I am using nonlinear optimizers such as BOBYQA to train a model with 10-20 parameters. It so happens that some of the parameters have high correlation. Roughly speaking, imagine that you are fitting parameters $a,b$ in a function like this:


The response to the change in parameters $a,b$ is much larger than the response in to the change of $a-b$. Would performance of Powell's nonlinear optimization algorithms such as BOBYQA, NEWUOA, etc., improve if I would "rotate parameters" to isolate gross responses from fine ones?

That is, would nonlinear optimizers perform better if instead of optimizing $a,b$ in the above function I would optimize for parameters $\alpha,\beta$ a function like this:


The real model is more complicated, of course, and I'd like to find out whether changing parameters to minimize correlations has a chance to improve anything.


1 Answer 1


If possible, you want to choose a well-scaled objective for your problem, which would mean de-correlating your parameters as much as possible.

For a quadratic approximation to an objective function, correlated parameters correspond to objective function isosurfaces that are ellipsoidal in shape; the ideal shape for isosurfaces would be roughly spherical. In algebraic terms, ellipsoidal isosurfaces correspond to ill-conditioned Hessian matrices (the relationship being that the magnitude of the eigenvalues of the Hessian corresponds to the lengths of the semiaxes of the ellipsoids), and for second-order methods, an ill-conditioned Hessian definitely degrades convergence. Empirically, this behavior would be seen by taking small "zig-zag" steps as one approaches a local optimum; from a numerical analysis standpoint, it follows by noting that second-order methods take a form that looks roughly like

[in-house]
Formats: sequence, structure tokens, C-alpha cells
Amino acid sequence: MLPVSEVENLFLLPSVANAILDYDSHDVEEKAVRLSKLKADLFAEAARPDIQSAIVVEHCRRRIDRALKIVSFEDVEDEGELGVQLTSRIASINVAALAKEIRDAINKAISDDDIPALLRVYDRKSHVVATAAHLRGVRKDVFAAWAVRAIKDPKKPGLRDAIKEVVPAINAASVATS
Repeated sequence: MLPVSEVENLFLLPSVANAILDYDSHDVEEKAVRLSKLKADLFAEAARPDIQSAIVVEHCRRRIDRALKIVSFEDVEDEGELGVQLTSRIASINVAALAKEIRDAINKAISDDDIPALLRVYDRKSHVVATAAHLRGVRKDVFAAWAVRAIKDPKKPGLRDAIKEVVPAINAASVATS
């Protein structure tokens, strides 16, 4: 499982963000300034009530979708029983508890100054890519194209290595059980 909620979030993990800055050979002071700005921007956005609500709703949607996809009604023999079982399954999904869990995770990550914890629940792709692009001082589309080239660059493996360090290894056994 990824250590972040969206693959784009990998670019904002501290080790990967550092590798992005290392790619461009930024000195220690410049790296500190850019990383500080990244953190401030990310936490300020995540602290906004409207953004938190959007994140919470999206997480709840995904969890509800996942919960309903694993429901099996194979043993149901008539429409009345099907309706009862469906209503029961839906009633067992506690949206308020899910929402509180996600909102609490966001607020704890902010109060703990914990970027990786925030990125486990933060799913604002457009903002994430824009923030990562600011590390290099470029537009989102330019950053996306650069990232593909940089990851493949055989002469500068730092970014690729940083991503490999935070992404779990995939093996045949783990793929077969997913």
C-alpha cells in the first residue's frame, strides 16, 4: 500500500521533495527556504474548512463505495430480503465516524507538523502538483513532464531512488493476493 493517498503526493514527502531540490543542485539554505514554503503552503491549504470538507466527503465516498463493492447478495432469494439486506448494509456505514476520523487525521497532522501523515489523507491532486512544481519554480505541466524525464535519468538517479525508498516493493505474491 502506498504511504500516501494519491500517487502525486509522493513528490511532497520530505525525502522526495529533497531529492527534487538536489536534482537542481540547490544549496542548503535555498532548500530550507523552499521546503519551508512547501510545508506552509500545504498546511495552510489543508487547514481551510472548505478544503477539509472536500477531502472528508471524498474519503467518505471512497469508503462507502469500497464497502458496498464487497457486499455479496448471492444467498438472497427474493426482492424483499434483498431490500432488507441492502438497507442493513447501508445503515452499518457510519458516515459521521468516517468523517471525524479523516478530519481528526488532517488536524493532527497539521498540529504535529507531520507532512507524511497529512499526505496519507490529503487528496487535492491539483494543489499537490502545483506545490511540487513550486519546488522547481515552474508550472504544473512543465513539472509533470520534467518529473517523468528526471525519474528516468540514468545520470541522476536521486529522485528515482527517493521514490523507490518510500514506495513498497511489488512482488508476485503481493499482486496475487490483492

\begin{align} H(x^{n})(x^{n+1} - x^{n}) = -\nabla{f}(x^{n}), \end{align}

where $H$ is the Hessian, $f$ is the objective function, and $\nabla{f}$ is the gradient of the objective function, yielding an ill-conditioned linear system that will be solved inaccurately with numerical methods. (Here, I've assumed a Newton method, but quasi-Newton methods operate similarly.)


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